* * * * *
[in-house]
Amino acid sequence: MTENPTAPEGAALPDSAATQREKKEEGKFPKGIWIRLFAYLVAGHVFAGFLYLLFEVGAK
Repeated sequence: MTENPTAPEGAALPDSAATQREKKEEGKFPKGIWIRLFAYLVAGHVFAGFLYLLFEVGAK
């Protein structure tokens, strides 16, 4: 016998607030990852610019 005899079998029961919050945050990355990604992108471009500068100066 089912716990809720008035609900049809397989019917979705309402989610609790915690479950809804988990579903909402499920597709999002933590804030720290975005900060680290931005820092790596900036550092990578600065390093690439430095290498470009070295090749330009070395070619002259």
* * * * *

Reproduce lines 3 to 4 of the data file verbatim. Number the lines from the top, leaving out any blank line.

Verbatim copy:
Repeated sequence: MTENPTAPEGAALPDSAATQREKKEEGKFPKGIWIRLFAYLVAGHVFAGFLYLLFEVGAK
């Protein structure tokens, strides 16, 4: 016998607030990852610019 005899079998029961919050945050990355990604992108471009500068100066 089912716990809720008035609900049809397989019917979705309402989610609790915690479950809804988990579903909402499920597709999002933590804030720290975005900060680290931005820092790596900036550092990578600065390093690439430095290498470009070295090749330009070395070619002259």